Wednesday, May 2, 2012 3:49 PM EDT
Continuing HGTV.ca’s special 6-part series on Italian design, as reported from the streets at the heart of the Mediterranean republic’s undisputed design capital. If all roads lead to Rome, all threads lead to Milan…
Named after the 16th-century Palazzo di Brera that houses Milan’s famed pinacoteca, or art gallery, the historic and centrally located Milanese district of Brera is considered the beating heart of the city’s weighty design legacy. It is sometimes referred to as the “Milanese Montmartre,” to which I say, Montmartre is the French Brera.
Brera simply radiates insight and importance. Fashion houses such as Giorgio Armani, Gianfranco Ferré and Missoni jostle here for space with textile, furniture and industrial design companies of international renown. All of them try to outdo one other in the refurbishment of their historic palazzi (mansions), and each of them proudly flaunt, con gran gusto (with great style), their distinctly Milanese idea of taste. Competition, mostly friendly, is always in the air here, as both history and the future collide.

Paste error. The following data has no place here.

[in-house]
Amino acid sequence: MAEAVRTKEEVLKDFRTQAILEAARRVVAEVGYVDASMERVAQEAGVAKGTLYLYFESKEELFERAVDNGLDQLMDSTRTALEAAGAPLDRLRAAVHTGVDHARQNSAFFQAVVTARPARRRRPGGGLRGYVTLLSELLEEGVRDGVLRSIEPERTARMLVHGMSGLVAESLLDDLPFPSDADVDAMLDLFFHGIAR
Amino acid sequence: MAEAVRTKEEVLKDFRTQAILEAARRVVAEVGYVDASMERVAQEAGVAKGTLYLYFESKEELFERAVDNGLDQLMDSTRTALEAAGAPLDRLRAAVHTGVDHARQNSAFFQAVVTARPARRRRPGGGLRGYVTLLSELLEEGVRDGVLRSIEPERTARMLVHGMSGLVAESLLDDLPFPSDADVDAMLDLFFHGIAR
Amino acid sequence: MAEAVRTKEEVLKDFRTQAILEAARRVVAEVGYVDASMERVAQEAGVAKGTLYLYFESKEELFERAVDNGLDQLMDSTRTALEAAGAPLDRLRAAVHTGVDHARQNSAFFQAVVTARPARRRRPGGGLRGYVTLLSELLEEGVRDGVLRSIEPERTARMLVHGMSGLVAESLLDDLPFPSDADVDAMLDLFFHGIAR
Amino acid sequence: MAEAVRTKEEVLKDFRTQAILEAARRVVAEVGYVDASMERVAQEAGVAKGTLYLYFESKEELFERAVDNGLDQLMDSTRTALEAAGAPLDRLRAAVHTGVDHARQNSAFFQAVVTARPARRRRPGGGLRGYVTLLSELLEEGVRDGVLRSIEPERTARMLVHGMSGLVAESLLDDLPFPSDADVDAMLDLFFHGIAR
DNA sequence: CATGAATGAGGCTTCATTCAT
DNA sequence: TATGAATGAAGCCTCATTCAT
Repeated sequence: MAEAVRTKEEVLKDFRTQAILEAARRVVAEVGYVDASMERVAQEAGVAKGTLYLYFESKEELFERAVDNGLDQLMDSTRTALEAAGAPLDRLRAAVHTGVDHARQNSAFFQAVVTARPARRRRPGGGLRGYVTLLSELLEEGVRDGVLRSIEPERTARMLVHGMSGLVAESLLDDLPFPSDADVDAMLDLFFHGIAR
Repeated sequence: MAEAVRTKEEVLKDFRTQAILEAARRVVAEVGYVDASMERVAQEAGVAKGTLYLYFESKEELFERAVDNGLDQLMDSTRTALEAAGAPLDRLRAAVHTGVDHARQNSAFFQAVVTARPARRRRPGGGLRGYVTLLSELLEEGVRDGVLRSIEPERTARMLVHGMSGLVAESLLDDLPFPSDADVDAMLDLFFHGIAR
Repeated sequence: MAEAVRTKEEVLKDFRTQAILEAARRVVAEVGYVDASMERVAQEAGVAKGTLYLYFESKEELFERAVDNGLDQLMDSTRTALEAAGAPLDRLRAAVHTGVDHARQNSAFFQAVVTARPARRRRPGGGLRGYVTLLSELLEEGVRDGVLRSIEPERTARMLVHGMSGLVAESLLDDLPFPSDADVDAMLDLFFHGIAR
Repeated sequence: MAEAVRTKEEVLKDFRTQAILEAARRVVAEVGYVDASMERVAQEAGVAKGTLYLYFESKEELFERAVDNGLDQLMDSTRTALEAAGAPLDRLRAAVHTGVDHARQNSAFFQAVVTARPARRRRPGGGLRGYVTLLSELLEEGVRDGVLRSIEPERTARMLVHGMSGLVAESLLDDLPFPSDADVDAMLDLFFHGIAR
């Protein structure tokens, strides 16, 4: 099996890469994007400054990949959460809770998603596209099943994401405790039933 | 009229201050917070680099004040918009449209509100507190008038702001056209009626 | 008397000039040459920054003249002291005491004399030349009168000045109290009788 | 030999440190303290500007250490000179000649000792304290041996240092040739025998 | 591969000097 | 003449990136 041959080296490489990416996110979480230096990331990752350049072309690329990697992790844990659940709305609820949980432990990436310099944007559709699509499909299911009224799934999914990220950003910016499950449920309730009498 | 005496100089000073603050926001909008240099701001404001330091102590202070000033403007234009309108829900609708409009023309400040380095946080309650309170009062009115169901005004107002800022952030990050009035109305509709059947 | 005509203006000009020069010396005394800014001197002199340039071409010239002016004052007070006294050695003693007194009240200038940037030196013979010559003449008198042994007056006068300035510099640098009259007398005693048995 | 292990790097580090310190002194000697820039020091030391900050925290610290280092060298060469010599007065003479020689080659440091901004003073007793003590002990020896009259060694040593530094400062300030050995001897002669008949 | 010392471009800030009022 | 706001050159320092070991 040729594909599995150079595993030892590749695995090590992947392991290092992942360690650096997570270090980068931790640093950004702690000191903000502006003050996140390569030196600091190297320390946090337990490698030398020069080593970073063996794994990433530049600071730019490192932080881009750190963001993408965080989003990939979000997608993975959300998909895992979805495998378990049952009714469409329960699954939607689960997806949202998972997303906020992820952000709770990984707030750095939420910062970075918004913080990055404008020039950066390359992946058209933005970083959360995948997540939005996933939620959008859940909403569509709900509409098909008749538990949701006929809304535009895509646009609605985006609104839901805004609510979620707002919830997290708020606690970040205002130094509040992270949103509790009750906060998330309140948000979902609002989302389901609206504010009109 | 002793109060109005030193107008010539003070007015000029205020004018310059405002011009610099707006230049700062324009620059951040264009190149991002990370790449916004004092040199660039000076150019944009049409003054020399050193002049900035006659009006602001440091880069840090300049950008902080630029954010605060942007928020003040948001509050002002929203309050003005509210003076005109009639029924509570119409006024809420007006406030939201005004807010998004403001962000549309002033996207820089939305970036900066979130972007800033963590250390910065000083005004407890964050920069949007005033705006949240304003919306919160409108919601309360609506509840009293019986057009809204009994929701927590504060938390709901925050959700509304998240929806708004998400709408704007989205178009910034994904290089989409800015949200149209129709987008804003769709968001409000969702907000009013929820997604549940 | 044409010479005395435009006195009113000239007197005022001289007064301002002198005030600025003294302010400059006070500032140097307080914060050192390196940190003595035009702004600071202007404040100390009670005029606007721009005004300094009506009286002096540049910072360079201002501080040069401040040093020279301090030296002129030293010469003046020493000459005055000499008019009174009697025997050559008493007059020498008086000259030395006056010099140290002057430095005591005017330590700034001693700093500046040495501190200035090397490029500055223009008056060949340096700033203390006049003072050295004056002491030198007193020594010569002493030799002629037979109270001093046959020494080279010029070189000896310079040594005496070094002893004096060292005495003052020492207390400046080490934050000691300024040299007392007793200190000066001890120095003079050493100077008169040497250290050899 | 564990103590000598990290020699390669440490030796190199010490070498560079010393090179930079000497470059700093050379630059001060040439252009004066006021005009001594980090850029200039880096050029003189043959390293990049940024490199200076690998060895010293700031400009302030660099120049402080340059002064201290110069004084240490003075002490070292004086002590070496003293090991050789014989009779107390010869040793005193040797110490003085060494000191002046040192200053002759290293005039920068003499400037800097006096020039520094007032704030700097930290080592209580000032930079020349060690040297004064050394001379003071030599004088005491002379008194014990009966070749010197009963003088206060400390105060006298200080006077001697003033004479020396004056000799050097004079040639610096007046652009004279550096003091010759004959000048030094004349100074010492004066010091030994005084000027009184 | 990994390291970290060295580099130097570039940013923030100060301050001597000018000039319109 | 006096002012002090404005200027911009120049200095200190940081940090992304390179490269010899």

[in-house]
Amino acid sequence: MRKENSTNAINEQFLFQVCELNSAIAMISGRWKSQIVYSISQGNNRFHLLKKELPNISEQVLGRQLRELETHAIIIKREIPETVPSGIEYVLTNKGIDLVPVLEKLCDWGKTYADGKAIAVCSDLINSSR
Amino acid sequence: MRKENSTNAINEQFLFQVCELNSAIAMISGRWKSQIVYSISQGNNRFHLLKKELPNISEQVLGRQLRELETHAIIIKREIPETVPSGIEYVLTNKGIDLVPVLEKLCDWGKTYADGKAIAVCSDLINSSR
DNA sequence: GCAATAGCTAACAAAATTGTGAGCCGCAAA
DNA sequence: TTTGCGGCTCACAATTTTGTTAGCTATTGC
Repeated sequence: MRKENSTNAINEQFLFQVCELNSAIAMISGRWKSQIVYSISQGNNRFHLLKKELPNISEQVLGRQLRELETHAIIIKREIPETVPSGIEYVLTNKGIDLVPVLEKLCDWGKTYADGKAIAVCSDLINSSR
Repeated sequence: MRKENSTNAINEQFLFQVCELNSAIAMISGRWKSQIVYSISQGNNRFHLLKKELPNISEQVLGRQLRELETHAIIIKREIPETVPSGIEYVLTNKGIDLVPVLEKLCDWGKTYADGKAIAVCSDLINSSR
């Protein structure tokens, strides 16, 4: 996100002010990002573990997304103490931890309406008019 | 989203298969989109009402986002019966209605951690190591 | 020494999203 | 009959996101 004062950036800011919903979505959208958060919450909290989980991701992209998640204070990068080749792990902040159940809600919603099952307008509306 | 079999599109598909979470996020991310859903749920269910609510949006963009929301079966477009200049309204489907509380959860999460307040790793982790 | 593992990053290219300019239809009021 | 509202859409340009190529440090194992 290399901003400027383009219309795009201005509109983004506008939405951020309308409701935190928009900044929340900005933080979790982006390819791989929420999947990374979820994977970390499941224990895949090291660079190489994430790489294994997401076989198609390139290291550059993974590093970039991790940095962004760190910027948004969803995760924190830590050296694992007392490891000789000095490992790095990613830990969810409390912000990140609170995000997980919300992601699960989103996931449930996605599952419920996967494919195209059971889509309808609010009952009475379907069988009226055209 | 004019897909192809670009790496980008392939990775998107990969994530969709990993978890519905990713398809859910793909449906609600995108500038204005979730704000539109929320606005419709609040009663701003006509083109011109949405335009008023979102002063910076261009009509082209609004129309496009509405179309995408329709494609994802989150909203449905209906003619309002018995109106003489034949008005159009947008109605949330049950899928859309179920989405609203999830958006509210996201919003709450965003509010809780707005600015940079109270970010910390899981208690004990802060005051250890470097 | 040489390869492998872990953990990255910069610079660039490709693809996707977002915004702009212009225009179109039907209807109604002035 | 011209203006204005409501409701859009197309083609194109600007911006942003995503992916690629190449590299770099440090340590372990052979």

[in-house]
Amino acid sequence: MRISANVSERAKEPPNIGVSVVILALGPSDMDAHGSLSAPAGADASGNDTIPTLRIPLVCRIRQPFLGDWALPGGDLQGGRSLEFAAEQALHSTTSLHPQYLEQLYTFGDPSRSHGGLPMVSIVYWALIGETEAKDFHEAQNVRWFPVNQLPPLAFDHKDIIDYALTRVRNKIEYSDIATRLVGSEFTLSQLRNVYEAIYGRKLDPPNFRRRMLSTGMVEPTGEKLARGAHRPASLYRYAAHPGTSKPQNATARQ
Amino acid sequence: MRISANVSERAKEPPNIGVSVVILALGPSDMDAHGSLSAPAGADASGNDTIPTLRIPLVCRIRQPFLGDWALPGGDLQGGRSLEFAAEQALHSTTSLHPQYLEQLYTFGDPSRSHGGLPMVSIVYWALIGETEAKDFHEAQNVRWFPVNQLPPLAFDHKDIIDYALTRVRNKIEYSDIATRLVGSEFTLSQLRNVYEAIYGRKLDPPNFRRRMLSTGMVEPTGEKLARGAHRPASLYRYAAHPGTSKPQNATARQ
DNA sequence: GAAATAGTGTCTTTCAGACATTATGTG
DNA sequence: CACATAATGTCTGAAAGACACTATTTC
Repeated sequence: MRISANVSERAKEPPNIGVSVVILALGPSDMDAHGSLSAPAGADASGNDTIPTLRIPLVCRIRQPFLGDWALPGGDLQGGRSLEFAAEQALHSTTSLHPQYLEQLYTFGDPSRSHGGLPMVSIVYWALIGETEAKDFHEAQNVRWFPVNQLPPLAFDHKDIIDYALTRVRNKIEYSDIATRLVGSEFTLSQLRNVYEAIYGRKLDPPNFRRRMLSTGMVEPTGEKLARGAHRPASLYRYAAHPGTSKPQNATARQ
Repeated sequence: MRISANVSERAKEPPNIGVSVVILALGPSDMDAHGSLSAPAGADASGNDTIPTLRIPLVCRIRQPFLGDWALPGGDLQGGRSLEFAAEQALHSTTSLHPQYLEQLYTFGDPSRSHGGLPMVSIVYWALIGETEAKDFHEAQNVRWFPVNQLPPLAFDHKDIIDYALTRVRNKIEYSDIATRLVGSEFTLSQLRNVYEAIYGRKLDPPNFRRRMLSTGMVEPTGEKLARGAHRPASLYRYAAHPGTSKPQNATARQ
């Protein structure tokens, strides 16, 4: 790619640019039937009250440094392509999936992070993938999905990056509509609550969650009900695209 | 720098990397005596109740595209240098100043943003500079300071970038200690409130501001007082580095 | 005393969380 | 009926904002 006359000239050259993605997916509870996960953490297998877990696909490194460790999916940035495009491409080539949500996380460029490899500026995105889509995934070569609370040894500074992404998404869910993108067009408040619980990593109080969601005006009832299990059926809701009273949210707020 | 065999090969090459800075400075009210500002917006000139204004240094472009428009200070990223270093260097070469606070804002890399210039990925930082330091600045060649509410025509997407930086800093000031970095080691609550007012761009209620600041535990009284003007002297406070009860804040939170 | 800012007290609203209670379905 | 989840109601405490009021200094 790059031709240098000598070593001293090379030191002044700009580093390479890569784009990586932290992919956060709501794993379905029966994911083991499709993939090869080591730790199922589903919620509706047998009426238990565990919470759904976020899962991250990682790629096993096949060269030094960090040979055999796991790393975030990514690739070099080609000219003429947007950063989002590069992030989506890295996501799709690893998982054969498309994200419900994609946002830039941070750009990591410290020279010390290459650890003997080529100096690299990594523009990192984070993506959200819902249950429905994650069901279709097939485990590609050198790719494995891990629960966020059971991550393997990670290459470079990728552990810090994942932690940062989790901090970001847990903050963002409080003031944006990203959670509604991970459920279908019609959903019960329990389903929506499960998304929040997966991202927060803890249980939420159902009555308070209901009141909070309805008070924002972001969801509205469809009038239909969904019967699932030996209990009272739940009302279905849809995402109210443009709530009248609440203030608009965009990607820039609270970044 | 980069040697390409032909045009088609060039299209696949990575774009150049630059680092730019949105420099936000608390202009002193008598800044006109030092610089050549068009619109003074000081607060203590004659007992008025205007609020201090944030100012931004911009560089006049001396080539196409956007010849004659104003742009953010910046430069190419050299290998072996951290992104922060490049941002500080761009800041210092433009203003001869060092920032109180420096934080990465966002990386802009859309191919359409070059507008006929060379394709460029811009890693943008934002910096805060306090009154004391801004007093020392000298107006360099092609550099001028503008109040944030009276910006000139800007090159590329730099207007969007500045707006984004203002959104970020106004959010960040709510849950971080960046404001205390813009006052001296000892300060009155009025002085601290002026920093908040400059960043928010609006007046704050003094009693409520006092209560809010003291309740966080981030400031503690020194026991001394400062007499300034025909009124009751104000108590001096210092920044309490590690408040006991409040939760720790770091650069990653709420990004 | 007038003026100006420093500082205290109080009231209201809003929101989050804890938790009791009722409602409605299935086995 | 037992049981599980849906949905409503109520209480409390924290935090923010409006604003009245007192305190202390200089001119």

Although other city districts puff up their feathers with flashy salon venues and activity — as we mentioned in Part 1 of this series, the current epicentre of Milan’s dynamic artistic community is the Naviglio, or Canal district — I prefer the quaintness and timeless beauty of this quarter as a stomping ground. During my recent visit to Brera, not only was I able to catch up on the latest in design, but also get a chance to feast my eyes on luxurious and breathtaking mid-century Italian antiques — a specialty of countless galleries in the area.
Tomorrow in “Italian Design Week”: Pirwi — Mexico’s Needle in Milan’s Haystack